New research we’ve carried out on the impact of GCSE reforms on disadvantaged pupils has been published today by the Sutton Trust.
Specifically, we looked at the impact of the change from the old style A*-G GCSEs to the reformed 9-1 versions. This is the latest in a series of changes to school accountability since 2010, following the introduction of the EBacc, the Wolf review and the introduction of Progress 8.
Before numerical grades came in there were concerns that these would increase educational inequality. In this research we found that disadvantaged pupils are fractionally worse off as a result following this reform.
Grades awarded before and after the reforms
Our analysis looked at reformed GCSE subjects for which awards were made in 2018. English and maths were the first subjects to be reformed, with 9-1 grades awarded for the first time in 2017. A range of other major subjects followed in 2018.
We analysed the change in attainment in those subjects between 2016 and 2018. We deliberately chose 2016 as the start for our analysis as previous reforms (Wolf review reforms, Progress 8) had already taken effect. We included all pupils in state-funded schools, mainstream and special.
The new 9-1 grades offer greater differentiation of higher attaining pupils. The previous A*-A range is now stretched over three grades: 9-7. Similarly, the previous B-C range is stretched over three grades: 6-4. Lower attaining pupils are now less differentiated, with the previous D-G range compressed into three grades: 3-1.
We would not expect to see much change in attainment nationally at the key grades of 7/A and 4/C due to the process of comparable outcomes that Ofqual applies when exams are reformed. However, even if attainment does not change overall, the disadvantage gap can change.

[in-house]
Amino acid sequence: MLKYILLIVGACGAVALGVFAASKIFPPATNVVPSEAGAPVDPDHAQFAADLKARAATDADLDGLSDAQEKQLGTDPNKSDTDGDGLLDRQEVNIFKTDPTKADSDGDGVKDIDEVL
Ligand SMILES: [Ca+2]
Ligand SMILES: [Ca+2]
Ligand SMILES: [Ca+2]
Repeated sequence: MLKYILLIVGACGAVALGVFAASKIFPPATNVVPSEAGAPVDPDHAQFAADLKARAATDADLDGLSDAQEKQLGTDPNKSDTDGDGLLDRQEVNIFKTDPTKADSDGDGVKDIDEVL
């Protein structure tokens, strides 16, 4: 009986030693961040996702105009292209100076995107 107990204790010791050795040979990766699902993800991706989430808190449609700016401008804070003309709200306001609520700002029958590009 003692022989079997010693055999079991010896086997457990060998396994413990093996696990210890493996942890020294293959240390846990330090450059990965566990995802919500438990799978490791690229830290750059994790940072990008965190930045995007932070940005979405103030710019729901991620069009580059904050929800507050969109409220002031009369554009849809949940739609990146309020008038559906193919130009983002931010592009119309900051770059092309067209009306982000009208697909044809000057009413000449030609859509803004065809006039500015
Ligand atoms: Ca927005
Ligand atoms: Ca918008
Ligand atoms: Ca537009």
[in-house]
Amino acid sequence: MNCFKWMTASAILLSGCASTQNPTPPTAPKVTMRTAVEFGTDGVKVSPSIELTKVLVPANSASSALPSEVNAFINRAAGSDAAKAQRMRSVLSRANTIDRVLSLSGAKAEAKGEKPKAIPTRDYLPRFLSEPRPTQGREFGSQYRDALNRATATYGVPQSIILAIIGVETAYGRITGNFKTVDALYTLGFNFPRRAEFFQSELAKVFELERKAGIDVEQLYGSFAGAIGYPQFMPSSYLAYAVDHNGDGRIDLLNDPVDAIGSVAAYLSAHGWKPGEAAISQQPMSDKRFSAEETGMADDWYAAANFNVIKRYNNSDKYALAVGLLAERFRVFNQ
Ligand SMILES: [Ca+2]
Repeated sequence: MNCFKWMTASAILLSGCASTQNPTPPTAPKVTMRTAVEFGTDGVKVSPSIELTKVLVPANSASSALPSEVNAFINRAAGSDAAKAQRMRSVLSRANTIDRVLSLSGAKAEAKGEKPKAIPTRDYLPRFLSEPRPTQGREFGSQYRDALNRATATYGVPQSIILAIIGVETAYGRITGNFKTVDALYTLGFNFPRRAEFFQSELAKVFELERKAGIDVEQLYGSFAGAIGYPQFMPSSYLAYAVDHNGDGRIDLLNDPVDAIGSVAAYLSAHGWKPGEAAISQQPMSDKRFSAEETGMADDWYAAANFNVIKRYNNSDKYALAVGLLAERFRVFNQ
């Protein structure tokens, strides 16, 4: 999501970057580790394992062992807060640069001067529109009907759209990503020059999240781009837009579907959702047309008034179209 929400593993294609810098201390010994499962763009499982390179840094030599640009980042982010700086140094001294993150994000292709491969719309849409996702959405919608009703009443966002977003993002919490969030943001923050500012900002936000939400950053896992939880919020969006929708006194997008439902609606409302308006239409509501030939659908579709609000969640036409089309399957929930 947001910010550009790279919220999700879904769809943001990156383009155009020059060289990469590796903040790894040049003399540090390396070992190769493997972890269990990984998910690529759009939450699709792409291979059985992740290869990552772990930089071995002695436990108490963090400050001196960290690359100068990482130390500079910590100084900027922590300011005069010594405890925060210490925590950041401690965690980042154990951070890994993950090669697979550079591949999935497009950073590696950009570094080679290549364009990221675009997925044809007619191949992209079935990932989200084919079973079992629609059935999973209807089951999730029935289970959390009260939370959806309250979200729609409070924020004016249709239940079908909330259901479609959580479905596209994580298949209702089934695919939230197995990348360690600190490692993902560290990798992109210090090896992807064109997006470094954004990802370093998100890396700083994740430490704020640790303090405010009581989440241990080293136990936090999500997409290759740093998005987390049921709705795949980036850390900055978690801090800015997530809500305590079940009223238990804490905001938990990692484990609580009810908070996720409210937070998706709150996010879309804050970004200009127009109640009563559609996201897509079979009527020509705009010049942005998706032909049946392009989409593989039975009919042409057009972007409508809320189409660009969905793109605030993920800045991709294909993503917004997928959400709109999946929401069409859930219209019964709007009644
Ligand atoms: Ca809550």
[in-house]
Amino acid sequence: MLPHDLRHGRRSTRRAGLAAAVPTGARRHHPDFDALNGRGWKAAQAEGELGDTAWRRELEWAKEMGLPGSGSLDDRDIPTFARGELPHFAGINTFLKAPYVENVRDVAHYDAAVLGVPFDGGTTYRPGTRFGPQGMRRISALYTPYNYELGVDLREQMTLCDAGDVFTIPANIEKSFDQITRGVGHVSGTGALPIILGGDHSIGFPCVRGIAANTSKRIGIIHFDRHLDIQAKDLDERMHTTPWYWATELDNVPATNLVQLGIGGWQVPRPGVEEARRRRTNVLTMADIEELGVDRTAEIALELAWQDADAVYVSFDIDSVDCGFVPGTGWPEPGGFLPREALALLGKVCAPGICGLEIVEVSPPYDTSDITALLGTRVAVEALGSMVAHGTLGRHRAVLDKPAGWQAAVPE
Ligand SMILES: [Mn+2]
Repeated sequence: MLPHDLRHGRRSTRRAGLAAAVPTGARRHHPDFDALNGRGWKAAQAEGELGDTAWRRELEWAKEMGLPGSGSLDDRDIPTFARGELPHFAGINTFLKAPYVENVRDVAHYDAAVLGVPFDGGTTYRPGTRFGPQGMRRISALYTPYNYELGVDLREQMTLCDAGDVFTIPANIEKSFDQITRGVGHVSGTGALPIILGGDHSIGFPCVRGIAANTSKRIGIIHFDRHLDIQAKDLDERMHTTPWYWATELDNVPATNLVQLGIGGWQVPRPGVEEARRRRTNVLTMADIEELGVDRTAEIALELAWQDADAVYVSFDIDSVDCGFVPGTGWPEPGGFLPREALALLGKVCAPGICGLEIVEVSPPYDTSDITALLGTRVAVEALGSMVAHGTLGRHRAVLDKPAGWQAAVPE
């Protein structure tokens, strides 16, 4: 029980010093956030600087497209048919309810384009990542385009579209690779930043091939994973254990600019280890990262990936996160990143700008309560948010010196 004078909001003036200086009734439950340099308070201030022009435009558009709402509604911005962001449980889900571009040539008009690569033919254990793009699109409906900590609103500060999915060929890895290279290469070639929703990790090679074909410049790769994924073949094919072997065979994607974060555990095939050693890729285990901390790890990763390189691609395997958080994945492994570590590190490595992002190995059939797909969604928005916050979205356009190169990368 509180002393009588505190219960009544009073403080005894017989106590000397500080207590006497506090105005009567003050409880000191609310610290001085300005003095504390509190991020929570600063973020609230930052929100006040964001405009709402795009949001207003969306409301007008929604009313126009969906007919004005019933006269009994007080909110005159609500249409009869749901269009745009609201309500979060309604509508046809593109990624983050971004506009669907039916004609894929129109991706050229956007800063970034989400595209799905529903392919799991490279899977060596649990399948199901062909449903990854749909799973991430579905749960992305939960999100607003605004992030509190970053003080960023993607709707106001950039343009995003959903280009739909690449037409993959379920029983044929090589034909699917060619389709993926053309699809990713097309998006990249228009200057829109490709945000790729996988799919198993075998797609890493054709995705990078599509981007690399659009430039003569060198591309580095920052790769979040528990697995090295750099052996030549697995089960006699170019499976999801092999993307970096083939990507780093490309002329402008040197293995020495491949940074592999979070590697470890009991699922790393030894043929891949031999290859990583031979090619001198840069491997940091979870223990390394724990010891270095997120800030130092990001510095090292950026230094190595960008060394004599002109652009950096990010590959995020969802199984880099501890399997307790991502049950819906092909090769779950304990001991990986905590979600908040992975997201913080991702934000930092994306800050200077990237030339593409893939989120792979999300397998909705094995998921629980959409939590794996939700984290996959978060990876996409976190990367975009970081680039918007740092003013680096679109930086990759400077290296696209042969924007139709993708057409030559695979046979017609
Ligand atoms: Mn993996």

The chart below shows the grades awarded before and after reform for disadvantaged pupils and non-disadvantaged pupils.
Some slight post-reform improvement in the B-C/6-4 range can be seen for both groups if you look at it for long enough.
This is likely to reflect changing entry patterns for lower attaining pupils (e.g. more of these pupils entering subjects in which higher grades tend to be awarded), since the comparable outcomes approach is designed to maintain grade standards provided there is no change in the prior attainment profile of pupils entering a particular subject.
Where in the distribution has the gap widened?
It’s hard to tell whether things are any better for disadvantaged pupils using the chart above, so in the following chart presents the data differently.
On the horizontal axis it shows the percentage of non-disadvantaged students achieving at least a particular grade. The vertical axis shows the same measure for disadvantaged students. The graph plots these numbers for the pre-reform grades and the post-reform grades. At the points highlighted in the chart – grades A/7 or above and C/4 or above – a direct comparison can be made between the two grade systems.
The gap between each point and the 45-degree line shows the size of the attainment gap at that grade. The further away from the 45-degree line, the greater the attainment gap. For example, at grade B: 48% of non-disadvantaged students achieved at least a B, compared to 26% of disadvantaged students.
It is clear that the overall pattern of the grades in both regimes are very similar: the dashed lines by and large overlap each other. However, we can also see that the post-reform line is further away from the 45-degree line at grade 5. At this part of the distribution there is a slight widening of the overall attainment gap.
Lessons from this
What can we conclude from this?
Despite the intention to make GCSEs much more rigorous, the percentage of awards at the key threshold of grade 4/C has increased. It seems likely that the operation of comparable outcomes meant that the overall distribution of grades was not dramatically different.
However, the reforms have been accompanied by a change in the language used to describe attainment at the grade 4/C boundary. While this has always been the expected standard for 16-year-olds, the government now refer to it as a “standard pass”, ignoring the fact that grades 3-1 are also pass grades.
To emphasise the greater challenge of the reformed GCSEs, the “strong pass” (defined by grades 5 and above) was also introduced and is more in line with the international PISA average .
It is at the grade 5 boundary where most of the negative effect of the reform on disadvantaged pupils occurs. This will matter if grade 5 rather than grade 4 becomes the expected standard for progression to post-16 courses or even in university admission.
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